The Equal Employment Opportunity Commission has released new guidelines on how to handle national origin discrimination in the workplace. The guidelines clarify how discrimination laws in the Civil Rights Act will be enforced. It also provides businesses with tips and examples on how to avoid issues.
How Does the Law Define National Origin Discrimination?The law defines national origin discrimination as any unfair or different treatment towards an employee because of their country of origin. It also includes discrimination based on related factors, such as their country of ancestry, and any linguistic or cultural factors that are associated with their ancestral group. The law also protects people who are discriminated against because of a perceived, as opposed to an actual, nation of origin.
How Do New Guidelines Add to this Definition?The guidelines clarify how the agency will interpret certain aspects of the law. For example, it says that treating an employee differently because of their citizenship status is a form of national origin discrimination. It also let’s businesses know that it is not acceptable to alter an employee’s responsibilities based on complaints from customers.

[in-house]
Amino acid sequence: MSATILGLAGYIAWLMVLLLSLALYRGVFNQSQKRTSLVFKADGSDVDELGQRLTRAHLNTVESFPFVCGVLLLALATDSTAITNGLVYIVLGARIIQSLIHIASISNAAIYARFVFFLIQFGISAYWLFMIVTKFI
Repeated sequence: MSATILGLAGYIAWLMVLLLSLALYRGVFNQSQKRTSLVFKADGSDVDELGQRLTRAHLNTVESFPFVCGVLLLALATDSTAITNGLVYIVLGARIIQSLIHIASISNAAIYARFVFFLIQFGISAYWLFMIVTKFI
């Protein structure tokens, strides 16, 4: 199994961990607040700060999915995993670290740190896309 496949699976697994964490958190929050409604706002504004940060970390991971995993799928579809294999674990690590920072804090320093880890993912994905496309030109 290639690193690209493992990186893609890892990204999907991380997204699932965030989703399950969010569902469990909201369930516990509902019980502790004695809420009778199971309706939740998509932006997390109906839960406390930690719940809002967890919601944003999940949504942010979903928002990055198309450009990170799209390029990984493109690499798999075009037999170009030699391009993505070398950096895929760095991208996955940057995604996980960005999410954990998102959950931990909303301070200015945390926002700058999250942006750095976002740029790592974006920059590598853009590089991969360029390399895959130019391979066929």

For instance, if customers at a restaurant complain that the waiter is from a particular country, it would be discrimination to change that employee’s role to accommodate customers. Another example the guide gives is encouraging an employee to speak with a different accent, when that accent does not materially affect the employee’s ability to do their job. Requiring that same employee to speak fluent English, however, is not considered discrimination in many cases, since that directly relates to job performance.
Most of these guidelines simply provide some clarification and examples to let businesses know what is an isn’t acceptable. The hope is that by letting companies know what won’t be tolerated, the EEOC can help create a more equal workplace for everyone.